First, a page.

After Mr Khan moved into the newly renovated house, which shares a fence with Mr Thiam’s, the CEO hosted a cocktail party in January for colleagues, people from the neighbourhood and some friends. Mr Khan and his wife attended. 

At the party, Mr Khan fell out with Mr Thiam’s partner over a dispute about some trees planted on the Thiam property. 

Mr Thiam took Mr Khan aside and there was a confrontation away from the other guests, where the CEO complained about the conversation with his girlfriend. Mr Khan claims his wife had to separate them, Swiss newspaper Tages-Anzeiger has reported. Mr Khan later complained to his board and chairman about the incident. 

After the falling-out in January the two were barely on speaking terms at work, creating a toxic environment at the bank’s headquarters, several people who experienced it said.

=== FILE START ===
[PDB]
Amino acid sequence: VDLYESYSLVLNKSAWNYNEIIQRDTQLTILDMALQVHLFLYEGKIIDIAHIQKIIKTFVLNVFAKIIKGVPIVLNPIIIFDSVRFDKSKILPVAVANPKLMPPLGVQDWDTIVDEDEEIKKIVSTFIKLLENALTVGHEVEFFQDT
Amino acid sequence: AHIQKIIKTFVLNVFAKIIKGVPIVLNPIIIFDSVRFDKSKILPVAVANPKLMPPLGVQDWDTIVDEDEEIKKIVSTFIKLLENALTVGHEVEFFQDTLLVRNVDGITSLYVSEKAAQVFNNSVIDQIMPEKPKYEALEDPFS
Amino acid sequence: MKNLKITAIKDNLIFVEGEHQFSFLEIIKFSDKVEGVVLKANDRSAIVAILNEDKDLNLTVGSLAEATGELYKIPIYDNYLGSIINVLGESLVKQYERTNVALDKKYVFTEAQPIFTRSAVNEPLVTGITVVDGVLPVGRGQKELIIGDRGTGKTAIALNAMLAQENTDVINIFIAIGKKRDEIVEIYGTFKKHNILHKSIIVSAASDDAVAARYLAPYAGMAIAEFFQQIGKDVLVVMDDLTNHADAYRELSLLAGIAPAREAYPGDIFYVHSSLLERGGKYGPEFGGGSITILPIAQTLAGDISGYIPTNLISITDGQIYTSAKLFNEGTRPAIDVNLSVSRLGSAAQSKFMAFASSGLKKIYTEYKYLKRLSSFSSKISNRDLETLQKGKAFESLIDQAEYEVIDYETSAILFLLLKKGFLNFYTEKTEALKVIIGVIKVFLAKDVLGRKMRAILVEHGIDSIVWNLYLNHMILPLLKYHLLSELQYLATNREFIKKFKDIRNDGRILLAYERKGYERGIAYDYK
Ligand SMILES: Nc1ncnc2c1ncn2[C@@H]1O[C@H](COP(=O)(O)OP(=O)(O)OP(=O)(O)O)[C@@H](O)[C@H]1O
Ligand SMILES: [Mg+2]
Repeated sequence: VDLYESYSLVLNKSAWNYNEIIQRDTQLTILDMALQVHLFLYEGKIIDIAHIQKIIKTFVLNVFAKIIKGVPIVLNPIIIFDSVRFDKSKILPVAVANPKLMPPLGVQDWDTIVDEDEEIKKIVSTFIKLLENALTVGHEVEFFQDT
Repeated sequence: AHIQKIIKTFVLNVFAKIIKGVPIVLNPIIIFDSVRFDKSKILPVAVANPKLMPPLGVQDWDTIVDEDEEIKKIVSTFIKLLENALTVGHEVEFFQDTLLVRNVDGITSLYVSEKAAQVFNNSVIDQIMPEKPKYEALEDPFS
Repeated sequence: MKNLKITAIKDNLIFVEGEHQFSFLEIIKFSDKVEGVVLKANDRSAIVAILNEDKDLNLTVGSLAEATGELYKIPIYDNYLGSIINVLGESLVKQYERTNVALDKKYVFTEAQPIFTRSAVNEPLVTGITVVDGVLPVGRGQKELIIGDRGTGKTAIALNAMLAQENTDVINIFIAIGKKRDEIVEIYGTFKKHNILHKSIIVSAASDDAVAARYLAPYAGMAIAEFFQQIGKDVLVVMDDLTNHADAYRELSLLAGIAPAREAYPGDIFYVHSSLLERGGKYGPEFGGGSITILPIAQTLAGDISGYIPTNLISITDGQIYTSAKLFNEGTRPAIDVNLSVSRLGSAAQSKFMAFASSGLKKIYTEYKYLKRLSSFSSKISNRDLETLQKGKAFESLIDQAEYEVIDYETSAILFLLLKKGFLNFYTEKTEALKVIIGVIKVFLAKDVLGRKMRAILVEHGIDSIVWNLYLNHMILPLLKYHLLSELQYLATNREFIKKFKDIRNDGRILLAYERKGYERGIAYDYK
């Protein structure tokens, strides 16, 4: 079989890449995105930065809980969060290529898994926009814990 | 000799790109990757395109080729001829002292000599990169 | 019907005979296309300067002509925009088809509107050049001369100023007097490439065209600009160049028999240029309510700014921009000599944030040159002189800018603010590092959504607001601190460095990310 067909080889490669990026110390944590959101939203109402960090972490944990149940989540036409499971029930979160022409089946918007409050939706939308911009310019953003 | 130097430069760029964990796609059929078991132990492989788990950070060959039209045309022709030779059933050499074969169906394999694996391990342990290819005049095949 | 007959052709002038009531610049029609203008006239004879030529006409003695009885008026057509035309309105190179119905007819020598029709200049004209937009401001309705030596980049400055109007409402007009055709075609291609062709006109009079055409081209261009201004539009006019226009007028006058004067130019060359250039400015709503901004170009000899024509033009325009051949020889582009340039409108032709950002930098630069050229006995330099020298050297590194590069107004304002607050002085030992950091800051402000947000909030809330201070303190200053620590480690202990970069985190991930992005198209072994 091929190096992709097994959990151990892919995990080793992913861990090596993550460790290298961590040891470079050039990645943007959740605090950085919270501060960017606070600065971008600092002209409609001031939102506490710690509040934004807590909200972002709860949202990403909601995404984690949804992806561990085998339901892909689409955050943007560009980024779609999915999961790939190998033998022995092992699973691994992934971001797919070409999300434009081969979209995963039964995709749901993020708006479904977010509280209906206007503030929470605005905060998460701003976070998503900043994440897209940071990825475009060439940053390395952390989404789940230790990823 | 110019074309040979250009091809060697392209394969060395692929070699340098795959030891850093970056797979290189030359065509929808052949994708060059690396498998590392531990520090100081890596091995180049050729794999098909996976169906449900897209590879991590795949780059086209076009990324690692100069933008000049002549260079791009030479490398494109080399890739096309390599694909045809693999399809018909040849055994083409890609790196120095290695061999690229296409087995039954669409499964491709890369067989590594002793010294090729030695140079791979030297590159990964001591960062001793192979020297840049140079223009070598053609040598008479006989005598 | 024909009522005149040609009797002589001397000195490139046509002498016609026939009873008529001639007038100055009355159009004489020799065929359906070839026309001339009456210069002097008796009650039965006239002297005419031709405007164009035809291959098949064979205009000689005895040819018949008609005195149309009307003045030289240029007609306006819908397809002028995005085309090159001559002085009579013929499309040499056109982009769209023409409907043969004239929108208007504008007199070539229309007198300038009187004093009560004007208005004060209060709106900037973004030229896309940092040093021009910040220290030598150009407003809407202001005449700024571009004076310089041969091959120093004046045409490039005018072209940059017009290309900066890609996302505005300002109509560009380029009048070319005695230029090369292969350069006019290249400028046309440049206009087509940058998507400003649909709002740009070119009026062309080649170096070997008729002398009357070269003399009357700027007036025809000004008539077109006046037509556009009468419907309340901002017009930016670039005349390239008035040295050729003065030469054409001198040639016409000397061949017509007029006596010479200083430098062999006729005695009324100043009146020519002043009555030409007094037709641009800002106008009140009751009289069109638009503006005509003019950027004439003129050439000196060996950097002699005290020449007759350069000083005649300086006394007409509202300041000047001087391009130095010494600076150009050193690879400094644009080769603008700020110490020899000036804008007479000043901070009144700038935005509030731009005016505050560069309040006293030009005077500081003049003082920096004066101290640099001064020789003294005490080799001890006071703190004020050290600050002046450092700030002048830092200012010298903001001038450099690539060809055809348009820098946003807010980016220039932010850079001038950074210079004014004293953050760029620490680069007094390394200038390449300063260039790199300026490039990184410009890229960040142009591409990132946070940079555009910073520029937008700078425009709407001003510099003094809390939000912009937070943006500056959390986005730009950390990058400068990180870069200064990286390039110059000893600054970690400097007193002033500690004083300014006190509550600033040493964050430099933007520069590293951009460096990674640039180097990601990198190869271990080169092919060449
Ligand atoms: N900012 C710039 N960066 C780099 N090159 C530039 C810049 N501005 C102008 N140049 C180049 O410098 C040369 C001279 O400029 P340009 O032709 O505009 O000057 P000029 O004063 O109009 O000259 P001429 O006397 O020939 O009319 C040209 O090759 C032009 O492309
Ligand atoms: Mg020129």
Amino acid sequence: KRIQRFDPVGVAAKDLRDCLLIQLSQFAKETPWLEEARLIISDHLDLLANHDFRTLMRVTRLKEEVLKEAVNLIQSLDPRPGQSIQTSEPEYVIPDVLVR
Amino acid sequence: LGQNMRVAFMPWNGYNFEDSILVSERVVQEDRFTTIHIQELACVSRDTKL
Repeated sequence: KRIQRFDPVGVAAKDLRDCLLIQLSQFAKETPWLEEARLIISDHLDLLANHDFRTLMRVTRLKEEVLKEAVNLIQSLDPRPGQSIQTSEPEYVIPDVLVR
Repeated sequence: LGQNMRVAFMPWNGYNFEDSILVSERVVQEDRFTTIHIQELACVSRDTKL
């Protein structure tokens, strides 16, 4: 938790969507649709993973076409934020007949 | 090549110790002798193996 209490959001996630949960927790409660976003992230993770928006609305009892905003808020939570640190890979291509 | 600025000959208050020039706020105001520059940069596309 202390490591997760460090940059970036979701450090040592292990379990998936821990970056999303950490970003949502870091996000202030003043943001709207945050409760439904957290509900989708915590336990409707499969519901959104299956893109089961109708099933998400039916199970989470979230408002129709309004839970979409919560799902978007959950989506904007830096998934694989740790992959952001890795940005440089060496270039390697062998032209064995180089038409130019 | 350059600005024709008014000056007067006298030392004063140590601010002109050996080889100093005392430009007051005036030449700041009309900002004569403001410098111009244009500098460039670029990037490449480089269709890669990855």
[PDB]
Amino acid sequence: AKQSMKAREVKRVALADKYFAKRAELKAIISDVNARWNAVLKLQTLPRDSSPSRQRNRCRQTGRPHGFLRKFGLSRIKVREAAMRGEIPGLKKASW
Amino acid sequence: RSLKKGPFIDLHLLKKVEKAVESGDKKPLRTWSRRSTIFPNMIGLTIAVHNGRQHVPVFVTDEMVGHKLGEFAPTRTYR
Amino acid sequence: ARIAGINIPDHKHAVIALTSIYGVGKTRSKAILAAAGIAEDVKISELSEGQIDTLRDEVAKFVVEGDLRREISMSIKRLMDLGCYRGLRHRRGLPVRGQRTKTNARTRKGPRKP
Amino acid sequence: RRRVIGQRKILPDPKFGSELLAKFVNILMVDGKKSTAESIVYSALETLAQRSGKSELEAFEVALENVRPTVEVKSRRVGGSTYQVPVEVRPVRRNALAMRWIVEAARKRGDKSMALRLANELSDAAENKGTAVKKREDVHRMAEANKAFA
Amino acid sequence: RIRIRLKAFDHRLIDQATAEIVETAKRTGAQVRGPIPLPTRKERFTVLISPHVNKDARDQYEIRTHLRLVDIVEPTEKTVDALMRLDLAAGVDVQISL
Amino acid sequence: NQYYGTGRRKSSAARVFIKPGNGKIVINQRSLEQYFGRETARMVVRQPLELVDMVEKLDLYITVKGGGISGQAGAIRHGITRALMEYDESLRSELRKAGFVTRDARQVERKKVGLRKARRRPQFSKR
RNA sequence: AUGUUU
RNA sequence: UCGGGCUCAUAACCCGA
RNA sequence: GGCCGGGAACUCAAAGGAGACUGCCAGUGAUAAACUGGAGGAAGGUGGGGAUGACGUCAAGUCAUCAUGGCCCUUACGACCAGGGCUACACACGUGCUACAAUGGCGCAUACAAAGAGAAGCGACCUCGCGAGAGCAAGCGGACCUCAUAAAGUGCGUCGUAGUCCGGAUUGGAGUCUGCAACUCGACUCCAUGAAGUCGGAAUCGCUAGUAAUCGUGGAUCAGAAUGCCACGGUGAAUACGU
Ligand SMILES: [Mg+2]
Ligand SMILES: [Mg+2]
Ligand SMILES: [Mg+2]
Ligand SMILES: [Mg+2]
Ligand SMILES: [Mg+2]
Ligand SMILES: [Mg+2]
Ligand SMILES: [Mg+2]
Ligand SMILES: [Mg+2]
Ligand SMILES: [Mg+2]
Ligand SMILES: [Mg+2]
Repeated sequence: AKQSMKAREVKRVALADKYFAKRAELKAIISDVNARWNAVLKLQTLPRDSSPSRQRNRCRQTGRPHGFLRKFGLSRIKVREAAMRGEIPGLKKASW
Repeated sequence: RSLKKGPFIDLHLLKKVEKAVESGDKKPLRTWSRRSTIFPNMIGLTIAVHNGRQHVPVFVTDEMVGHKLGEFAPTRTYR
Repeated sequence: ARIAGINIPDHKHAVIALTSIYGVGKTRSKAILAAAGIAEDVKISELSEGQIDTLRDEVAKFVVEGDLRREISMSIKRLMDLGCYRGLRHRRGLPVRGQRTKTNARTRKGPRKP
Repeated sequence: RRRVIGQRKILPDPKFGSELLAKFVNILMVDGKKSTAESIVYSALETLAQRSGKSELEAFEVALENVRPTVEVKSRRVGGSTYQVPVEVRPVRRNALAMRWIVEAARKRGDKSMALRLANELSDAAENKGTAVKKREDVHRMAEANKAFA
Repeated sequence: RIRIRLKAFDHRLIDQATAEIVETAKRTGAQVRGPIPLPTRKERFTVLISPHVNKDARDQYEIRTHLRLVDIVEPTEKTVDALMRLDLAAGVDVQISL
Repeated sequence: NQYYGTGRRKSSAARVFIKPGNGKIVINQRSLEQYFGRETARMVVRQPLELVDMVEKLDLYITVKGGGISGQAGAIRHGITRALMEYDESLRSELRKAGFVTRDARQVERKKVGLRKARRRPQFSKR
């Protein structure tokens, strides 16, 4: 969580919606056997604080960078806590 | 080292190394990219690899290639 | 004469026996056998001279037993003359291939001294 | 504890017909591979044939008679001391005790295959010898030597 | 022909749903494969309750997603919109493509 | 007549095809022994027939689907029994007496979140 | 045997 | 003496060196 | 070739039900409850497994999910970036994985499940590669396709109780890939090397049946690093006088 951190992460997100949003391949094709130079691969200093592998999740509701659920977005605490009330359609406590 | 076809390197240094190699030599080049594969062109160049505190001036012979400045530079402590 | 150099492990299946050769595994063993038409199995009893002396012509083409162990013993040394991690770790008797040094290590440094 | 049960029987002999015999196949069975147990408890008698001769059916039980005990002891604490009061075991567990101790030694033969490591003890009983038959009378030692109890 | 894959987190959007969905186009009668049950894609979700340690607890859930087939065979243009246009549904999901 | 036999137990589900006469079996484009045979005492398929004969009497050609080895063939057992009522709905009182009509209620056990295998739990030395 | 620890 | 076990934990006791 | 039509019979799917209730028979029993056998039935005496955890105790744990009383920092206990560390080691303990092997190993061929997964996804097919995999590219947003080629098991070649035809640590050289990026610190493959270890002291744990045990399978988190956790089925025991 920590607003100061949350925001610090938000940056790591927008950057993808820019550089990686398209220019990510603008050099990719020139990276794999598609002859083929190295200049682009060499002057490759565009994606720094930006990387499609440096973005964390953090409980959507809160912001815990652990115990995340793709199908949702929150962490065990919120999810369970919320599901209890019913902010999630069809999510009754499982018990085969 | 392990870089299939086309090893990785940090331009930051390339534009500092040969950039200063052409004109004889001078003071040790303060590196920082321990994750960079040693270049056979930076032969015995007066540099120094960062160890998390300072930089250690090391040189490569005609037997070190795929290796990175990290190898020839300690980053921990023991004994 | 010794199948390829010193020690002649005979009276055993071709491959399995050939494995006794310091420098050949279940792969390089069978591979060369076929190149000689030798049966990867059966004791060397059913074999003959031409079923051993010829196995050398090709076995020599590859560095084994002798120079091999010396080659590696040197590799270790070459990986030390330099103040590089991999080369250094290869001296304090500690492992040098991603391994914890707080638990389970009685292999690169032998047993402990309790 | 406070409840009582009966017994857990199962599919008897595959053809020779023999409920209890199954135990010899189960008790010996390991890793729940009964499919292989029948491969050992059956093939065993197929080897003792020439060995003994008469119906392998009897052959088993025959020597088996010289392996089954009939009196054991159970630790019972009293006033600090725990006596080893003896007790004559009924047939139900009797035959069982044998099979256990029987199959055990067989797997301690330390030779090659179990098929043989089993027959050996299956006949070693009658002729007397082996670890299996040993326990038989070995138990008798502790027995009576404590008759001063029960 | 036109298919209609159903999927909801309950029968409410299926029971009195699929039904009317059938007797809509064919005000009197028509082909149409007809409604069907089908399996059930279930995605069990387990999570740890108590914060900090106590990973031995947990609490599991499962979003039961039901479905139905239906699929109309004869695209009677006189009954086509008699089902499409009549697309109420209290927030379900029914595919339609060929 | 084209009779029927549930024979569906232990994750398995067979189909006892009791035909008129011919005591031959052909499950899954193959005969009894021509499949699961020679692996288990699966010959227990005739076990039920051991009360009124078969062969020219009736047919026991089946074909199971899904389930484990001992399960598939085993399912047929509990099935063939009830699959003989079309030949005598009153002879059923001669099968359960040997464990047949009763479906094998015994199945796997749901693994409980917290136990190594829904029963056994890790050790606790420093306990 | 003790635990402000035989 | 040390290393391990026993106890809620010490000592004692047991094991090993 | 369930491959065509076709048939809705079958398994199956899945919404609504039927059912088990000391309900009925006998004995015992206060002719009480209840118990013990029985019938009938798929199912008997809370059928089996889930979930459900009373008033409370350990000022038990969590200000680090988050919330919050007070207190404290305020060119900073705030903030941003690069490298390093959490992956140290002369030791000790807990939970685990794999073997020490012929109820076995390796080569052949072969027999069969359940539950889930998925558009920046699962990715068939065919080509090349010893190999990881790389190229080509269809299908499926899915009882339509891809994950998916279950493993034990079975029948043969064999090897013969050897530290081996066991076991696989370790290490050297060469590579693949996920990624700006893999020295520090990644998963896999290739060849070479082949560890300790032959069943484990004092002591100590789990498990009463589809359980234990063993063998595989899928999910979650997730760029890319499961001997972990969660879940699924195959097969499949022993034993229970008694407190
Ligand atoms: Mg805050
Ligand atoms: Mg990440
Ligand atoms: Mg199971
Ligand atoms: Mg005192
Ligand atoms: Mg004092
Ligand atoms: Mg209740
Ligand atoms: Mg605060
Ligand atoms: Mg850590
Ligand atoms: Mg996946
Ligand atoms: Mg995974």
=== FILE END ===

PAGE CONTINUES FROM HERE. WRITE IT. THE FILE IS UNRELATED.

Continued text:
As a result of the breakdown, Mr Khan was permitted to leave with a shorter than usual gardening leave period of three months before his move to UBS, scheduled next week on October 1, one of the people said. 

Friendly front - worries underneath

At least in public, even after the resignation, Mr Thiam and Mr Khan put on a friendly front. Mr Khan was invited back to Credit Suisse for a photo opportunity and received a standing ovation from staff, several people present said. The same week he also visited UBS to be introduced to his new fellow executives, but was kept in public areas to avoid controversy, according to a person familiar with the situation. 

Yet Credit Suisse was worried that Mr Khan might try to take key staff members with him, according to people familiar with the matter. 

As he plotted his exit from Credit Suisse, Mr Khan informally met or was interviewed by several international and Swiss banks in the spring and early summer, including UBS, Julius Baer, Lombard Odier and Goldman Sachs, they said.